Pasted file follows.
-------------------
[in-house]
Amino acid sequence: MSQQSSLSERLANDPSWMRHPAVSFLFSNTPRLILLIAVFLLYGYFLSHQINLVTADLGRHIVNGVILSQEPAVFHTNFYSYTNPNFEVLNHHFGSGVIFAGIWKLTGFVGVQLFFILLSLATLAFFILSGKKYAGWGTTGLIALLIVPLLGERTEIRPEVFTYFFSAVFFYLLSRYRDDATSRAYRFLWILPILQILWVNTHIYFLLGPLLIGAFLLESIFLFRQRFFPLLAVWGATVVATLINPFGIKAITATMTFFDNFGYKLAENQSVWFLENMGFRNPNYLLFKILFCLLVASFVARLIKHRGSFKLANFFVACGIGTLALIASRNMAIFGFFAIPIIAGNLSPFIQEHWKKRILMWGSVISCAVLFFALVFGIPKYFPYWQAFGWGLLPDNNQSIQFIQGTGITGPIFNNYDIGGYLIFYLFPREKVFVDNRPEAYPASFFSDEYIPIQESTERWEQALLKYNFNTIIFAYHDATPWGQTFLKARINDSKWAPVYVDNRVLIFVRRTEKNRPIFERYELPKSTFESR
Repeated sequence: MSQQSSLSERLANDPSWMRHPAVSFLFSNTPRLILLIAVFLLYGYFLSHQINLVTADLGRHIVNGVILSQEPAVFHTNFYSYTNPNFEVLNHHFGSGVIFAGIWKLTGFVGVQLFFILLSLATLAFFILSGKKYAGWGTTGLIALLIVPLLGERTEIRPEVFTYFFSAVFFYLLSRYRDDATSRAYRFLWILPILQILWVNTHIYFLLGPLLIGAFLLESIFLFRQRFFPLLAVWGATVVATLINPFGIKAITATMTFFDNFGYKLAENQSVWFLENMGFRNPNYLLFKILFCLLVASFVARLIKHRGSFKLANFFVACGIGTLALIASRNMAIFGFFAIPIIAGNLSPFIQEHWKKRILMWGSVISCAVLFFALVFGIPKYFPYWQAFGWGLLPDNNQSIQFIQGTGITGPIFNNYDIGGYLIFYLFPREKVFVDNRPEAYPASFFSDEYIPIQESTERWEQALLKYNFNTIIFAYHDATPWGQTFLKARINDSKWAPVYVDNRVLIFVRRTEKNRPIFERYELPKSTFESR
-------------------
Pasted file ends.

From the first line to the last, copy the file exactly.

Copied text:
[in-house]
Amino acid sequence: MSQQSSLSERLANDPSWMRHPAVSFLFSNTPRLILLIAVFLLYGYFLSHQINLVTADLGRHIVNGVILSQEPAVFHTNFYSYTNPNFEVLNHHFGSGVIFAGIWKLTGFVGVQLFFILLSLATLAFFILSGKKYAGWGTTGLIALLIVPLLGERTEIRPEVFTYFFSAVFFYLLSRYRDDATSRAYRFLWILPILQILWVNTHIYFLLGPLLIGAFLLESIFLFRQRFFPLLAVWGATVVATLINPFGIKAITATMTFFDNFGYKLAENQSVWFLENMGFRNPNYLLFKILFCLLVASFVARLIKHRGSFKLANFFVACGIGTLALIASRNMAIFGFFAIPIIAGNLSPFIQEHWKKRILMWGSVISCAVLFFALVFGIPKYFPYWQAFGWGLLPDNNQSIQFIQGTGITGPIFNNYDIGGYLIFYLFPREKVFVDNRPEAYPASFFSDEYIPIQESTERWEQALLKYNFNTIIFAYHDATPWGQTFLKARINDSKWAPVYVDNRVLIFVRRTEKNRPIFERYELPKSTFESR
Repeated sequence: MSQQSSLSERLANDPSWMRHPAVSFLFSNTPRLILLIAVFLLYGYFLSHQINLVTADLGRHIVNGVILSQEPAVFHTNFYSYTNPNFEVLNHHFGSGVIFAGIWKLTGFVGVQLFFILLSLATLAFFILSGKKYAGWGTTGLIALLIVPLLGERTEIRPEVFTYFFSAVFFYLLSRYRDDATSRAYRFLWILPILQILWVNTHIYFLLGPLLIGAFLLESIFLFRQRFFPLLAVWGATVVATLINPFGIKAITATMTFFDNFGYKLAENQSVWFLENMGFRNPNYLLFKILFCLLVASFVARLIKHRGSFKLANFFVACGIGTLALIASRNMAIFGFFAIPIIAGNLSPFIQEHWKKRILMWGSVISCAVLFFALVFGIPKYFPYWQAFGWGLLPDNNQSIQFIQGTGITGPIFNNYDIGGYLIFYLFPREKVFVDNRPEAYPASFFSDEYIPIQESTERWEQALLKYNFNTIIFAYHDATPWGQTFLKARINDSKWAPVYVDNRVLIFVRRTEKNRPIFERYELPKSTFESR